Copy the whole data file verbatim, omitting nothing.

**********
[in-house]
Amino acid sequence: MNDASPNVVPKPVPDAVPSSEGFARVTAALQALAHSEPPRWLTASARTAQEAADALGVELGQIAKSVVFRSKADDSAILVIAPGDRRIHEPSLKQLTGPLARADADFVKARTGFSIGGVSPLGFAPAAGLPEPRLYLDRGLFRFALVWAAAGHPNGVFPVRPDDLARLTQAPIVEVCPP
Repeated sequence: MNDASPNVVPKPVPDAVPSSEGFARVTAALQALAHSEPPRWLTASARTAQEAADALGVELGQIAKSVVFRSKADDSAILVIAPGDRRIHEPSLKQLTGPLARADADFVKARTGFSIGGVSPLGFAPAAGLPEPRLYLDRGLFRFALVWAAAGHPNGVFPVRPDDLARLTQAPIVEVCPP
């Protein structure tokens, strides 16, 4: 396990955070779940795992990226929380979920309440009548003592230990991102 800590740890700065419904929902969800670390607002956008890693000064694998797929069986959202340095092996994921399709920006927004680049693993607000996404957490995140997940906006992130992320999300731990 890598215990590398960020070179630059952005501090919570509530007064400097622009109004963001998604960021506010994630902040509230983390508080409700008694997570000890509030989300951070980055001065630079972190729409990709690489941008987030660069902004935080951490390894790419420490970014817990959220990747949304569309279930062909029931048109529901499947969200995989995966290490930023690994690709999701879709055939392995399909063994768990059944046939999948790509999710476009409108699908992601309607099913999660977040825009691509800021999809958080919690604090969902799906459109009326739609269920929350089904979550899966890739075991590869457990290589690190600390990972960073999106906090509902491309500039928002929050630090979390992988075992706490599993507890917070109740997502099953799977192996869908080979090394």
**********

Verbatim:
[in-house]
Amino acid sequence: MNDASPNVVPKPVPDAVPSSEGFARVTAALQALAHSEPPRWLTASARTAQEAADALGVELGQIAKSVVFRSKADDSAILVIAPGDRRIHEPSLKQLTGPLARADADFVKARTGFSIGGVSPLGFAPAAGLPEPRLYLDRGLFRFALVWAAAGHPNGVFPVRPDDLARLTQAPIVEVCPP
Repeated sequence: MNDASPNVVPKPVPDAVPSSEGFARVTAALQALAHSEPPRWLTASARTAQEAADALGVELGQIAKSVVFRSKADDSAILVIAPGDRRIHEPSLKQLTGPLARADADFVKARTGFSIGGVSPLGFAPAAGLPEPRLYLDRGLFRFALVWAAAGHPNGVFPVRPDDLARLTQAPIVEVCPP
């Protein structure tokens, strides 16, 4: 396990955070779940795992990226929380979920309440009548003592230990991102 800590740890700065419904929902969800670390607002956008890693000064694998797929069986959202340095092996994921399709920006927004680049693993607000996404957490995140997940906006992130992320999300731990 890598215990590398960020070179630059952005501090919570509530007064400097622009109004963001998604960021506010994630902040509230983390508080409700008694997570000890509030989300951070980055001065630079972190729409990709690489941008987030660069902004935080951490390894790419420490970014817990959220990747949304569309279930062909029931048109529901499947969200995989995966290490930023690994690709999701879709055939392995399909063994768990059944046939999948790509999710476009409108699908992601309607099913999660977040825009691509800021999809958080919690604090969902799906459109009326739609269920929350089904979550899966890739075991590869457990290589690190600390990972960073999106906090509902491309500039928002929050630090979390992988075992706490599993507890917070109740997502099953799977192996869908080979090394």